Officials say they have found the body of Bhanwari Devi, a 36-year-old nurse who went missing after trying to blackmail two senior members of the ruling Congress party.
Indian temptress found dead; two politicians behind bars
NEW DELHI // It has all the trappings of a Bollywood thriller - a nurse is kidnapped, a sex scandal surfaces, body parts are found in a canal, and two politicians end up behind bars.
The state of Rajasthan has been gripped in recent months by the story of Bhanwari Devi, a 36-year-old nurse who went missing after trying to blackmail two senior members of the ruling Congress party.
Last week, the Central Bureau of Investigation confirmed her death after a search of the Rajiv Gandhi canal in Jodhpur found bone fragments - apparently all that was left after Devi's corpse was burnt.
The fragments have yet to be confirmed by forensic testing, but the divers also unearthed a wrist watch, a ring and a locket that were identified by her sons.
A wrist watch crops up in another part of the sordid tale. Rumours had been circulating for more than a year of a video-CD showing then-water resources minister Mahipal Maderna, 59, wearing nothing else as he put himself in some compromising positions with Devi.
In a taped telephone conversation that emerged in November, quoted in India Today, Devi is heard saying: "Both the CDs are in a locker at a bank in Ajmer. I will give you the code. If anything happens to me, take the CD out."
By the time the tape surfaced, something had already happened to her. But it was not until this week, when one of the main suspects, Kailash Jakhar, confessed to disposing of her body, that police began framing murder charges.
Mr Maderna was arrested in December, having already been sacked from the cabinet two months previously as the scandal gathered momentum.
According to a report in the DNA newspaper, citing unnamed police sources, Devi is thought to have demanded Rs 5 million (Dh356,413) from Mr Maderna to stop her from releasing the CD.
She reportedly also threatened another Congress politician, legislative assembly member Malkhan Singh, who she claimed was the father of her youngest child. She said she would announce their affair at a community event in his home town of Bishnoi on September 7.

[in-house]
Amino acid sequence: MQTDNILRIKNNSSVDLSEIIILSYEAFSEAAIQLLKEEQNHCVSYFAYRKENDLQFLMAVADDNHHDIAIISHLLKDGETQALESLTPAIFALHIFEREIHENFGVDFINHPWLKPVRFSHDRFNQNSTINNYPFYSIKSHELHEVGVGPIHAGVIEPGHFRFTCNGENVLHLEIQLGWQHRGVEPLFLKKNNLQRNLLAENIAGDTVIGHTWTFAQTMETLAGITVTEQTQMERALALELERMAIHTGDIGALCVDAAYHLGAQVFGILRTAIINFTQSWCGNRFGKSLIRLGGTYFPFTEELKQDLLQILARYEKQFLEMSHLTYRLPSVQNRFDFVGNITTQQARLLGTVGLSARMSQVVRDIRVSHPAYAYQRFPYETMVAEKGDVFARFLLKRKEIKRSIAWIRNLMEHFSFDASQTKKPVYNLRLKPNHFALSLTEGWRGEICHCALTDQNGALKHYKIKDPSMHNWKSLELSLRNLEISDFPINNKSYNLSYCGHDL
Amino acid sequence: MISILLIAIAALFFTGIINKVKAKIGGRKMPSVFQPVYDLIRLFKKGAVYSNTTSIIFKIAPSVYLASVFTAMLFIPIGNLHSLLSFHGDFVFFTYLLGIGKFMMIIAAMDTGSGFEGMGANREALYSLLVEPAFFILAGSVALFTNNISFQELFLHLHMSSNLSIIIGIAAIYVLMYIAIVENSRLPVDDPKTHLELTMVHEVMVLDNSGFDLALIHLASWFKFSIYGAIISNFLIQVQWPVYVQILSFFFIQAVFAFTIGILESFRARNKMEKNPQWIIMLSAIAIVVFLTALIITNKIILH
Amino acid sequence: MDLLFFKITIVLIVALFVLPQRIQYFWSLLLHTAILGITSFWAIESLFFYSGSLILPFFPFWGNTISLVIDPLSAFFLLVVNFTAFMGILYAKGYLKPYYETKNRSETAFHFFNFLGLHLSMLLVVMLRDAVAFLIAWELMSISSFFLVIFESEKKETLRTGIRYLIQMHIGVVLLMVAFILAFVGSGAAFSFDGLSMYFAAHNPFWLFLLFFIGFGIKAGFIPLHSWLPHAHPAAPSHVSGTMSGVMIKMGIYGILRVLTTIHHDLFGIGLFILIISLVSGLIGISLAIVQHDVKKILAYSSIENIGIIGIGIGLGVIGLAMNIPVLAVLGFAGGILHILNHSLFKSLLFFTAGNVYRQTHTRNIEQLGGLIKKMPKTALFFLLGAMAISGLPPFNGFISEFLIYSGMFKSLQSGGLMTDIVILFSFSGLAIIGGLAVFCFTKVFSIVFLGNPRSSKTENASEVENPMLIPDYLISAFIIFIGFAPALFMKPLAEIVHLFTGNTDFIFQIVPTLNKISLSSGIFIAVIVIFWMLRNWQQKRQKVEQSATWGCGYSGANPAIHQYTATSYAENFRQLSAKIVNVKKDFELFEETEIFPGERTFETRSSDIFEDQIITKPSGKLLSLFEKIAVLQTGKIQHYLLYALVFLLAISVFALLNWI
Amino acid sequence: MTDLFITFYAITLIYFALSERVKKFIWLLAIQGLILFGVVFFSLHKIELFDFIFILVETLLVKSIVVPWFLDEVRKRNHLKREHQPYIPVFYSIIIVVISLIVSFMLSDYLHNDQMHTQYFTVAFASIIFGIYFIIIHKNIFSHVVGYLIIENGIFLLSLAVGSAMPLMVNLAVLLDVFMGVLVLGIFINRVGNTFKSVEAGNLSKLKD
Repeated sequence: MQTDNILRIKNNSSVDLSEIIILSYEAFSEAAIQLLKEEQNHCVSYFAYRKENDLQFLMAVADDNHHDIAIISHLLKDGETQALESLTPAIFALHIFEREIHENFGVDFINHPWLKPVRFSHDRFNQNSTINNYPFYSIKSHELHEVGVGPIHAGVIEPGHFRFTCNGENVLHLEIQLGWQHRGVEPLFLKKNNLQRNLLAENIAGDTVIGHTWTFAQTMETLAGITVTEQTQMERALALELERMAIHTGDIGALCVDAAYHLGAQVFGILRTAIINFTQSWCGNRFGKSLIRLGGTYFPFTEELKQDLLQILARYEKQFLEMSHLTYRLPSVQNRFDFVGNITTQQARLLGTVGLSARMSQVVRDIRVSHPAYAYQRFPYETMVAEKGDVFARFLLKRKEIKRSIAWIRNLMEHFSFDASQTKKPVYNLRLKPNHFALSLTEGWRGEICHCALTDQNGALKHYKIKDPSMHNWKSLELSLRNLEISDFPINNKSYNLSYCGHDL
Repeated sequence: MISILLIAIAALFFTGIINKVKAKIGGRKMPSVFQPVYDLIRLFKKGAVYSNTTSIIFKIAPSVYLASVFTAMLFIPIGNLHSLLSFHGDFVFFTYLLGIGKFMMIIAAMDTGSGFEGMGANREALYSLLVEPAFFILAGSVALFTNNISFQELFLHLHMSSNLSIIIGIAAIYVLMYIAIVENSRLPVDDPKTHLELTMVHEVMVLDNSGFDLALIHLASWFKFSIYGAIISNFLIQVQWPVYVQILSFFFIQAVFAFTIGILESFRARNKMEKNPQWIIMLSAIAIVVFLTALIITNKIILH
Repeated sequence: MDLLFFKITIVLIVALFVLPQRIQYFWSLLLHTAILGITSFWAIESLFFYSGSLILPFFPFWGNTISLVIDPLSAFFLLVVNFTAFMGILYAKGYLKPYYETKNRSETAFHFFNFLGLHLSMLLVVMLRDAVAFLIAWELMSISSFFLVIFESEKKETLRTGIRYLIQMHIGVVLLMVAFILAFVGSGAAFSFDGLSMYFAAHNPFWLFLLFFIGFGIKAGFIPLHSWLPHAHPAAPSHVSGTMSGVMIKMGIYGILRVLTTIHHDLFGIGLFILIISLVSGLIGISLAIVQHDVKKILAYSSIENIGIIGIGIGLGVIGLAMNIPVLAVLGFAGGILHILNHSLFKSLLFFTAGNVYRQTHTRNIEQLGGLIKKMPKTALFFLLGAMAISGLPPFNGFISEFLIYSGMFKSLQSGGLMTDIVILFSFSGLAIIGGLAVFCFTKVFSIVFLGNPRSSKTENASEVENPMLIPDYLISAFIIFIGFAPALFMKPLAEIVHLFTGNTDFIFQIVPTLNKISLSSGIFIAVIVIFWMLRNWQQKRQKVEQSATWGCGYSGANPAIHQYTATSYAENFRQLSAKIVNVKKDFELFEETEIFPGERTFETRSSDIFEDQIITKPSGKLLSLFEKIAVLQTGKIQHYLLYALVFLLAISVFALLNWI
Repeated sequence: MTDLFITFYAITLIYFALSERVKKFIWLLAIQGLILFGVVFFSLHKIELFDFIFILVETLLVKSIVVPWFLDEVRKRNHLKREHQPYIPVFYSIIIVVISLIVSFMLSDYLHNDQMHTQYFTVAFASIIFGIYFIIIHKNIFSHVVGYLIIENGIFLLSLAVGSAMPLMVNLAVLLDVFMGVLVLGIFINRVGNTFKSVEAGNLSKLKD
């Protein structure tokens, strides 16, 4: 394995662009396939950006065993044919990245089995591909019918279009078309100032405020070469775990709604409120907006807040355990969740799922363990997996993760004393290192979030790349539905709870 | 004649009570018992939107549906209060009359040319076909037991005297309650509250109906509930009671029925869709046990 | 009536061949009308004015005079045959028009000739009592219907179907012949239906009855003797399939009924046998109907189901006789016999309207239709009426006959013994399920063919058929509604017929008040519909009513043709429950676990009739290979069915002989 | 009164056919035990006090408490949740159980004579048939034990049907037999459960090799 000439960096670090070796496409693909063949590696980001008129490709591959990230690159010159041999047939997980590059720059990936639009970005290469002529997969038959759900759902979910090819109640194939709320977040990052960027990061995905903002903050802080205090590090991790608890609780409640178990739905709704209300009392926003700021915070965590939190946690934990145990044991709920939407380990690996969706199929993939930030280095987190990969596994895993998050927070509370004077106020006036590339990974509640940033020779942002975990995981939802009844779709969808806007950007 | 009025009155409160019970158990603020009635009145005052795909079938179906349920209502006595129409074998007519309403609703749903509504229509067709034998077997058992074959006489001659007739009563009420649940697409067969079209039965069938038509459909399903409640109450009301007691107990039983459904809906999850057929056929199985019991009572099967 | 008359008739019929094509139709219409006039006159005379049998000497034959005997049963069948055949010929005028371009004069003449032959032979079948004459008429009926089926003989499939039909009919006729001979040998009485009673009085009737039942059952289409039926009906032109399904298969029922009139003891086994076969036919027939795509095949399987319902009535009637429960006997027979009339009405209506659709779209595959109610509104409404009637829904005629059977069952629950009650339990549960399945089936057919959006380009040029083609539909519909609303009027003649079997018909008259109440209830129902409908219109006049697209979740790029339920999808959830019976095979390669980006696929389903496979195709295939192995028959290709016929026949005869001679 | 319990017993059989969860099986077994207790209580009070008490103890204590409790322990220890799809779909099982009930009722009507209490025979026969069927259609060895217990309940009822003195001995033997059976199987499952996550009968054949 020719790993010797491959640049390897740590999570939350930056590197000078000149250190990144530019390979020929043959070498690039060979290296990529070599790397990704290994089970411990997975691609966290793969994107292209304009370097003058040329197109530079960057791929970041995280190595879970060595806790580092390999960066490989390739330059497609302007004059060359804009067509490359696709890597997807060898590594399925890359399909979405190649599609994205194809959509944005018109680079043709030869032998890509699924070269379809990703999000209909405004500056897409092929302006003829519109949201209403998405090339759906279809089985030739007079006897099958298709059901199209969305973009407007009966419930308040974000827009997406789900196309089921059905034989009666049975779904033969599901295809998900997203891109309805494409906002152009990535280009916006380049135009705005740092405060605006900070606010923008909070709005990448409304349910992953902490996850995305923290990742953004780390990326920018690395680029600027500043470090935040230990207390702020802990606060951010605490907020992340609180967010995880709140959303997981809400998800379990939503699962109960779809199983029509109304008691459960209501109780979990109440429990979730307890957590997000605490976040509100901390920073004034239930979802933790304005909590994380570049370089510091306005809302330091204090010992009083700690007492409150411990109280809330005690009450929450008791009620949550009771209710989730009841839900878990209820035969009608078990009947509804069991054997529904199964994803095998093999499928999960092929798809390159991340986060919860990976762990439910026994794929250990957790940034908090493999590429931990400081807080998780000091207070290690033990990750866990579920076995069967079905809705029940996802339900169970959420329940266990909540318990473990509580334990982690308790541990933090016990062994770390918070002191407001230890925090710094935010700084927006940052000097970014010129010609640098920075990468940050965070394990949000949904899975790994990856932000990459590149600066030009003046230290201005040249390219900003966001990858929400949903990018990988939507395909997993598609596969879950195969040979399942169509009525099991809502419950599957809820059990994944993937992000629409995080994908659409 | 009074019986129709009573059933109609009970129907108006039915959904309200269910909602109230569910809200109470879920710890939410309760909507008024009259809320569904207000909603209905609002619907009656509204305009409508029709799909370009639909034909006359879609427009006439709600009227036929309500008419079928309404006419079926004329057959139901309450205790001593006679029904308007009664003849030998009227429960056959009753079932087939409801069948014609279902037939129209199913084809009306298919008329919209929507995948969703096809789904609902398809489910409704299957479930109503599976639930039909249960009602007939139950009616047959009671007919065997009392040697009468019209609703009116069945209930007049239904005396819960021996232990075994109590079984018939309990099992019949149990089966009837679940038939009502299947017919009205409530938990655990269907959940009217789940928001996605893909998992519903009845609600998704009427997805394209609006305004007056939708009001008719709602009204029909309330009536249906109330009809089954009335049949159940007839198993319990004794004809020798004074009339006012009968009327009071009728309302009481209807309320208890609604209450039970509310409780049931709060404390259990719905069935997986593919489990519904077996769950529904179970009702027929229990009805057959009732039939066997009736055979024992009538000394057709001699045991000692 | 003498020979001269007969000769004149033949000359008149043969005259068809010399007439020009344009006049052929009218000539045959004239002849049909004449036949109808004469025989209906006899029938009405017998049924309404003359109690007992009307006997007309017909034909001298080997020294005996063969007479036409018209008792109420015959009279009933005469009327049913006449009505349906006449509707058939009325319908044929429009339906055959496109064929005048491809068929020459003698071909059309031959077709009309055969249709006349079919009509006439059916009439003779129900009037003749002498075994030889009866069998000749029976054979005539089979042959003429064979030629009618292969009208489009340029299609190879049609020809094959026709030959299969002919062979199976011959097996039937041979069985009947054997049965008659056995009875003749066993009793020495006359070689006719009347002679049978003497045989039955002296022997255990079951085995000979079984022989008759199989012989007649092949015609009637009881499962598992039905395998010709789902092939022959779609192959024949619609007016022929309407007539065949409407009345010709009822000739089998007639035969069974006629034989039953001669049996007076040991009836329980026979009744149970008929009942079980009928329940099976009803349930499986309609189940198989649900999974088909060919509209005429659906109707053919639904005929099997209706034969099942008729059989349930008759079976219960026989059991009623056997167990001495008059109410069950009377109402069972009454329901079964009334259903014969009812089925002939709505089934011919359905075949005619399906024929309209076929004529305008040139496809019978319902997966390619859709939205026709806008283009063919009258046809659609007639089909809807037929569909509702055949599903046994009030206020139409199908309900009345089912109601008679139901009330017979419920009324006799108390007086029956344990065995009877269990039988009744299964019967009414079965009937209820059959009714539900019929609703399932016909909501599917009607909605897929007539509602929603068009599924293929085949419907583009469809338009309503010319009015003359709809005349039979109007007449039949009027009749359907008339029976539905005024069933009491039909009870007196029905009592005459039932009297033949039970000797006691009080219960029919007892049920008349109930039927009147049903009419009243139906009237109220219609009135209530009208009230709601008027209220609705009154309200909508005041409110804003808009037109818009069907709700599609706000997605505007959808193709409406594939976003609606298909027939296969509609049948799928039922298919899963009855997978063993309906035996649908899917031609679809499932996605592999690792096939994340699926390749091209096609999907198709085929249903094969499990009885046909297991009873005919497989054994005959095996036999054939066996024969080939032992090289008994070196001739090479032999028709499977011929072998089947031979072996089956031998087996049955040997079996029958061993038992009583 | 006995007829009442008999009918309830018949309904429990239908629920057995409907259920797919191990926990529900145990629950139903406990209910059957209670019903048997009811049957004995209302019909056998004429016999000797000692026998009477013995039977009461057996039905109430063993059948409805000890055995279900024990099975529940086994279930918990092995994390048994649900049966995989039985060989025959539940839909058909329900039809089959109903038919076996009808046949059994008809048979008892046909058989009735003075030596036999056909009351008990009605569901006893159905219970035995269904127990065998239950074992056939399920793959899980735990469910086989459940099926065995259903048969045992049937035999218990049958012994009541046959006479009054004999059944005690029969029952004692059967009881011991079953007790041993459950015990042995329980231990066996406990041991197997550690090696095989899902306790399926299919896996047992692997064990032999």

Mr Singh was arrested last month, along with his cousin Sohanlal Singh, and two others, who police accuse of the kidnapping and murder. The police are seeking four more suspects, including Malkhan Singh's wife, Indira.
Devi's husband, Amarchand, is also behind bars, having allegedly co-operated with Malkhan Singh to keep his wife silent. The CBI has accused him of taking a Rs 10 million pay-off from Malkhan Singh and agreeing to bring his wife to a secluded spot in the city of Bhilwara on the day she went missing.
Call records have established that Mr Maderna was in close contact with one of the arrested suspects, Sahiram Bishnoi, throughout this period.
A report in the Indian Express on Friday said the police had evidence that Mr Maderna placed at least 27 calls to Sohanlal and Sahiram in the 10 days leading up to the kidnapping, and that Mr Sohanlal had phoned the victim at least 12 times during that period.
Further calls were made between Mr Maderna and Mr Sahiram in the days after Devi's disappearance. Mr Maderna reportedly used the phones of his household staff and drivers in a bid to avoid detection.
The CBI are expected to finalise charges by the end of the month. Leaked reports claim that Devi was strangled and beaten with a bat, before her body was burnt and thrown in the canal.
For her three children, the trauma of losing their mother is compounded by the arrest of their father and media reports that present Devi as a promiscuous temptress.
Seven-year-old Suhani is also awaiting the results of a blood test that will determine whether her true father is one of the jailed politicians.
Having initially had the support of their local community and protection from the police, the family has been shunned since the arrest of Amarchand, and the two older children have dropped out of their studies to escape the taunts of their peers.
"The police left after my father was arrested, and so did the supporters," the eldest, Sahil, 18, told the Indian Express. "They said ours was a tainted family, and that they wanted no part of it. We have relatives in this village, but they are too scared to come home."
For the government of chief minister Ashok Gehlot, the episode is deeply embarrassing, and may have lasting political repercussions.
As well as the taint of the scandal, there is also a caste dimension - something which often matters more in Rajasthan than good behaviour. Devi was from a lower caste of potters while Mr Maderna was an influential leader of the Jat caste. Members of that community have already painted his arrest as part of a malicious campaign by the Congress leadership against the Jats.